The two biggest rating companies, embarrassed by their failure to anticipate the collapse of Enron Corp., are demanding companies disclose credit and trading agreements.
Moody's Investors Service and Standard & Poor's are sending e-mail questionnaires to about 800 companies seeking the details of contracts that can force them to immediately pay obligations. Regulators, including the Securities and Exchange Commission, currently don't demand reporting of such repayment triggers.
Worries that other firms have unreported debts and may have misstated earnings have contributed to a 6% drop in Nasdaq this week. The failure of the rating firms to warn of the problems drew a rebuke from SEC Chairman Harvey Pitt.
"Clearly, it seems like the market needs better disclosure," said Clifford Griep, chief credit officer at S&P.
The rating companies are focusing on clauses--in bank credit lines, derivative contracts and third-party trading agreements--typically linked to credit ratings, earnings or share prices. Companies agree to put up collateral, pay back debt or forfeit access to credit lines if any of these triggers fall below an agreed level.
Enron, once the seventh-biggest company in the U.S., had borrowing agreements that required instant repayment of $3.9 billion in debt once its credit ratings fell below investment grade.
In the months before Enron's failure, investors in companies including Pacific Gas & Electric Co., Southern California Edison Co. and Xerox Corp. were blindsided by ratings drops related to triggers in companies' credit agreements.
Now, S&P is "contacting every investment grade company we rate," said Griep. The companies say they are acting separately.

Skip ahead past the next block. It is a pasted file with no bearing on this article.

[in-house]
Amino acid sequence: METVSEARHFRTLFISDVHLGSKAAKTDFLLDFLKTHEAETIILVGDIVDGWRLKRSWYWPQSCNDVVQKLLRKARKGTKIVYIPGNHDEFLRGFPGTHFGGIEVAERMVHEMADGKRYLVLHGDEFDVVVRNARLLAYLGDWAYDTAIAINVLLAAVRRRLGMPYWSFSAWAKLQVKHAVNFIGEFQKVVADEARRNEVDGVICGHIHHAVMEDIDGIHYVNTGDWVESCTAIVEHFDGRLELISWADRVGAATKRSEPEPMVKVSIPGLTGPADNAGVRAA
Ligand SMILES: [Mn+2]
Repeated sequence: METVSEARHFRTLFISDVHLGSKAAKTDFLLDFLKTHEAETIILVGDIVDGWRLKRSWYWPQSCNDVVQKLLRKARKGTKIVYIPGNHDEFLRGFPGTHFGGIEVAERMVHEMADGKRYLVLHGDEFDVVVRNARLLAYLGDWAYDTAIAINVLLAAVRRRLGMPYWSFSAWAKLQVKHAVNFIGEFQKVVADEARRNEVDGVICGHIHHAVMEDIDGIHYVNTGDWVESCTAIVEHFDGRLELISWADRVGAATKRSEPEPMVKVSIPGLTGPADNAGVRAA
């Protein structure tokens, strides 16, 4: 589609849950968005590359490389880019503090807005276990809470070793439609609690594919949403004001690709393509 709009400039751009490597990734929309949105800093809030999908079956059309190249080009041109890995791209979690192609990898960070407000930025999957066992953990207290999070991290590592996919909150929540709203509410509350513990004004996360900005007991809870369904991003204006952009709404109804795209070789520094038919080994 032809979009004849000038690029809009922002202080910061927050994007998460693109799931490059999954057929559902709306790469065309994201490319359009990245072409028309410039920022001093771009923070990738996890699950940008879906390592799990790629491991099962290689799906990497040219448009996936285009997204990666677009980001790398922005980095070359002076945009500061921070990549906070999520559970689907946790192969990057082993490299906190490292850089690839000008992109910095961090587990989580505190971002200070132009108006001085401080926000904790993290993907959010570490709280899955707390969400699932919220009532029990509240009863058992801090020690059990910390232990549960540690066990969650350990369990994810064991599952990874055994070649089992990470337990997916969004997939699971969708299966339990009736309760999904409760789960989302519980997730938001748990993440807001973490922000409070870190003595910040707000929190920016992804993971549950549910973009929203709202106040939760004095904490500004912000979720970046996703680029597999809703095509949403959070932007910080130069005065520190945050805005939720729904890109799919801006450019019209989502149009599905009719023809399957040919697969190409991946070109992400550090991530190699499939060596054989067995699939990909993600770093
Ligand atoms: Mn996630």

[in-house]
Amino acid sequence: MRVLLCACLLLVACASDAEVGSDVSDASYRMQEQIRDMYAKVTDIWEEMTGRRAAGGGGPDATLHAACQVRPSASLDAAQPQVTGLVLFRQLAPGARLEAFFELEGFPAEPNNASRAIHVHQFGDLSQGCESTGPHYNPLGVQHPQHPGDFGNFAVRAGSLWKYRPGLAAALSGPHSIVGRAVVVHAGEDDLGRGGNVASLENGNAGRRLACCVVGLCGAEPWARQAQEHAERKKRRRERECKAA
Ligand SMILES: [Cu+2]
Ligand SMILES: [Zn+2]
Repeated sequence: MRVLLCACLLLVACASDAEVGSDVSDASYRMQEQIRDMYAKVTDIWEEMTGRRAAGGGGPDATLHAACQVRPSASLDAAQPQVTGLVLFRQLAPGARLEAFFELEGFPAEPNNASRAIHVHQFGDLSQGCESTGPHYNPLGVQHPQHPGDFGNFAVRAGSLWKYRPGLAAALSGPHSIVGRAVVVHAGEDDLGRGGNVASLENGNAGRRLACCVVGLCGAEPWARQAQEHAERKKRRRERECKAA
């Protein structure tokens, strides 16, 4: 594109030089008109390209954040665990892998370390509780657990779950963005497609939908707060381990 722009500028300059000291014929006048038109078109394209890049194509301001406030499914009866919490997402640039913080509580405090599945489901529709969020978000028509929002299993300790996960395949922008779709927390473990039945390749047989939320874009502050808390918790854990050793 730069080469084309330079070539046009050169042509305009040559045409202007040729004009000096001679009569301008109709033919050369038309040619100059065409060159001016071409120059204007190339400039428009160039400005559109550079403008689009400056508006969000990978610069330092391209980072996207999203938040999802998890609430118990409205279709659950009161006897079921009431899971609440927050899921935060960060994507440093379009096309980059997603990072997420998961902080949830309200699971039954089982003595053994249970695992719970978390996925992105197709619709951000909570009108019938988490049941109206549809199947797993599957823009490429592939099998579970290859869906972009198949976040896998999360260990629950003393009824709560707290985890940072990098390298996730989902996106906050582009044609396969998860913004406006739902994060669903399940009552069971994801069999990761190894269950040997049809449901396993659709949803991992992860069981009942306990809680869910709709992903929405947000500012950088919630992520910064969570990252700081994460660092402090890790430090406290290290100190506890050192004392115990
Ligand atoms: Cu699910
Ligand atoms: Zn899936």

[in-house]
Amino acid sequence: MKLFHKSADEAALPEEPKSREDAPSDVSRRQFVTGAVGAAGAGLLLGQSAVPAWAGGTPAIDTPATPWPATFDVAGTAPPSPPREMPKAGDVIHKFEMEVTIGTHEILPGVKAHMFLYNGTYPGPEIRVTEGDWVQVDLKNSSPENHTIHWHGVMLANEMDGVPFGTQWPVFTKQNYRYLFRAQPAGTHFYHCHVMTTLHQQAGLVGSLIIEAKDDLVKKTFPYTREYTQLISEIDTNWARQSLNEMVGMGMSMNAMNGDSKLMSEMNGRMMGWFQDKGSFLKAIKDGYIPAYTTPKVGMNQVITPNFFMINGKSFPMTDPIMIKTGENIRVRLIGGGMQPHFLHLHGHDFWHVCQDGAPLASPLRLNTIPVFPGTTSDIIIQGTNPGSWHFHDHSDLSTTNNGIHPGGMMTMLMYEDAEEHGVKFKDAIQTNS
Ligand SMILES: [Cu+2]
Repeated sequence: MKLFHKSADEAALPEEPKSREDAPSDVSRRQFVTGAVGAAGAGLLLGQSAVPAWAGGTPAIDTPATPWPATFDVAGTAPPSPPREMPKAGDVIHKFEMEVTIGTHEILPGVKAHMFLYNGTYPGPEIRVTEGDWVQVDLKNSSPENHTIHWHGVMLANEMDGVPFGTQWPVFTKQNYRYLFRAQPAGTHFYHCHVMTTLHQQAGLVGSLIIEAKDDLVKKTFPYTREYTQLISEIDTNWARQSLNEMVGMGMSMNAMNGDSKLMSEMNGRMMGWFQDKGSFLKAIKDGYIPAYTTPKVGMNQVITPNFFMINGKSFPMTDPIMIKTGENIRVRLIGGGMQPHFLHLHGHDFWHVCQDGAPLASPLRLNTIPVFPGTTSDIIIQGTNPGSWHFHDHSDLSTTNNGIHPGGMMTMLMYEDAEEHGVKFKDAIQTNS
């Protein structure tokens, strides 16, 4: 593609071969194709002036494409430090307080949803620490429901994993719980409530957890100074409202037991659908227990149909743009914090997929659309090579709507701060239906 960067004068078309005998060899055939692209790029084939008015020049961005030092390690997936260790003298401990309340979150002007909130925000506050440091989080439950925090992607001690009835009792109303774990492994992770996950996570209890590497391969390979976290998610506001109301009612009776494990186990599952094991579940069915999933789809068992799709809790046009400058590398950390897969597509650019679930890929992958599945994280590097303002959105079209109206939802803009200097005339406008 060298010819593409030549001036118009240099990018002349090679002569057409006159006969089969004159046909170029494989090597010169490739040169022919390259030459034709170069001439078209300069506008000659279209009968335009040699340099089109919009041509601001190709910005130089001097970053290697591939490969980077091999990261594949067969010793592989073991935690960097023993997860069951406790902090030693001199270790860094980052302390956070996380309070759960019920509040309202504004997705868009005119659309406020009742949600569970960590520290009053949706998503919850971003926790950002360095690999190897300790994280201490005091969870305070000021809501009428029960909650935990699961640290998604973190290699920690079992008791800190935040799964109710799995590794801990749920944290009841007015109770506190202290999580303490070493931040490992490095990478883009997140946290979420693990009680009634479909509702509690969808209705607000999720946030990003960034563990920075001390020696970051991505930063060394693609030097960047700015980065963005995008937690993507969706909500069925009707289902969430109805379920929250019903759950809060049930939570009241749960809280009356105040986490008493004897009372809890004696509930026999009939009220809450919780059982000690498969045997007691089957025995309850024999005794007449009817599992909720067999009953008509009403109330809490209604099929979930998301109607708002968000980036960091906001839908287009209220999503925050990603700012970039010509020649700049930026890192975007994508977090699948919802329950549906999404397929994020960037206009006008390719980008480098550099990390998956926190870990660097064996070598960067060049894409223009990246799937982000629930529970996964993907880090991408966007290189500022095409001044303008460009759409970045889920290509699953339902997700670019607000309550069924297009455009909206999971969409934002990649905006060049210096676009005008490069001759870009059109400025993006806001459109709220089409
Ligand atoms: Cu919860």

Pitt told Congress this week that the ratings companies were too slow to react to Enron's collapse. The SEC may propose tighter federal oversight of rating companies.
The rating companies have begun to emphasize faster disclosure. Moody's, for instance, required only 38 days on average to cut ratings in the fourth quarter, down from an average of 90 days.
If companies have too many conditions on their loans, derivative products and other deals, their ratings will be cut to reflect added risk, the rating companies said.
"The presence of rating triggers will take on higher profile in our analysis of credit risk and liquidity," Moody's spokeswoman Fran Laserson said in an e-mail. "We will incorporate the serious negative consequences of those triggers in our ratings and research."
Halliburton Co. already felt pressure from the ratings companies. Moody's cut its ratings Jan. 23, citing in part the presence of ratings stipulations in credit deals.
Halliburton, the second-biggest oil services provider, has clauses in its $700 million of credit lines that demand the company retain an investment-grade rating. If the rating falls to junk, banks will deem it in default.
Moody's cited that clause as a reason for cutting the firm's rating to "Baa2" from "A3." Moody's said the ratings, two levels above junk, may be cut further.